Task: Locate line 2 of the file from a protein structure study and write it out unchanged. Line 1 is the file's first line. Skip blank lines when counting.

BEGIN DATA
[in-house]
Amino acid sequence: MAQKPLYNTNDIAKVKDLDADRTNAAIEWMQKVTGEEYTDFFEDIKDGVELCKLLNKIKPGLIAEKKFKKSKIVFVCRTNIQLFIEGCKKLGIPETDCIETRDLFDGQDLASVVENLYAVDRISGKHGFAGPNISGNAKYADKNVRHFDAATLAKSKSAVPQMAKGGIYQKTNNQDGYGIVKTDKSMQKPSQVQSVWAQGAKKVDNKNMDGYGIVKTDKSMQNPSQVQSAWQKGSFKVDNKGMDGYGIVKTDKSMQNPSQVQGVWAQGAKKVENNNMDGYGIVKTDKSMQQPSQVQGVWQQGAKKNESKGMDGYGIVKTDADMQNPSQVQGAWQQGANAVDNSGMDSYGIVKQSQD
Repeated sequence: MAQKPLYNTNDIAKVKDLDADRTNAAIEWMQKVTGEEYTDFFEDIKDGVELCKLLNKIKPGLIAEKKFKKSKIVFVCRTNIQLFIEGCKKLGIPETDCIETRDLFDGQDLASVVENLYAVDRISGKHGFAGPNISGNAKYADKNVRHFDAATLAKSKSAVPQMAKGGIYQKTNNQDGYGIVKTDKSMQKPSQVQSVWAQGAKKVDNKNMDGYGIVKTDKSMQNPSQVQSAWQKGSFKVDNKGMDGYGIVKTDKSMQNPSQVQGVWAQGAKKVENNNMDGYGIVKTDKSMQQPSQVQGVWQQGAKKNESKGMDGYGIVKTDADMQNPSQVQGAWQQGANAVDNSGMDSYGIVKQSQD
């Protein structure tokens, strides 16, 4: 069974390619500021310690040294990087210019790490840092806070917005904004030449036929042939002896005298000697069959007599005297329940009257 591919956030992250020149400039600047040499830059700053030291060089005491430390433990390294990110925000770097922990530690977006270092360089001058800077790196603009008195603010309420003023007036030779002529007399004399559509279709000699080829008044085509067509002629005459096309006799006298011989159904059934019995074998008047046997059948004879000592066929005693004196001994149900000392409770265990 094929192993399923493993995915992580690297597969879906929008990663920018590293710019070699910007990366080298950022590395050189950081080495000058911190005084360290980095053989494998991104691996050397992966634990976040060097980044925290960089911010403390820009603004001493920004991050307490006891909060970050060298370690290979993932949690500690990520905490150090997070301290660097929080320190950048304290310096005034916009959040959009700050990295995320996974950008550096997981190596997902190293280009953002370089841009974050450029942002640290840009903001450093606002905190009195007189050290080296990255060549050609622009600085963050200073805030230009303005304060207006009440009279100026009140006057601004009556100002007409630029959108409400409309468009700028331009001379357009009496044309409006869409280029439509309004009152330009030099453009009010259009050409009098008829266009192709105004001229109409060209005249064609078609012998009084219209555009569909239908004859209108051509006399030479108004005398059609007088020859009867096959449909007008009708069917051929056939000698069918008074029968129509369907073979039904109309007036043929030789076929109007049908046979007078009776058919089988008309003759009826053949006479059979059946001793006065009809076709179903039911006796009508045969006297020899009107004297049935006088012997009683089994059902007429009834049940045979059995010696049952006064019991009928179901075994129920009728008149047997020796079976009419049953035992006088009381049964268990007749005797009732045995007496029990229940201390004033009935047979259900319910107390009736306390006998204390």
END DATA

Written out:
Amino acid sequence: MAQKPLYNTNDIAKVKDLDADRTNAAIEWMQKVTGEEYTDFFEDIKDGVELCKLLNKIKPGLIAEKKFKKSKIVFVCRTNIQLFIEGCKKLGIPETDCIETRDLFDGQDLASVVENLYAVDRISGKHGFAGPNISGNAKYADKNVRHFDAATLAKSKSAVPQMAKGGIYQKTNNQDGYGIVKTDKSMQKPSQVQSVWAQGAKKVDNKNMDGYGIVKTDKSMQNPSQVQSAWQKGSFKVDNKGMDGYGIVKTDKSMQNPSQVQGVWAQGAKKVENNNMDGYGIVKTDKSMQQPSQVQGVWQQGAKKNESKGMDGYGIVKTDADMQNPSQVQGAWQQGANAVDNSGMDSYGIVKQSQD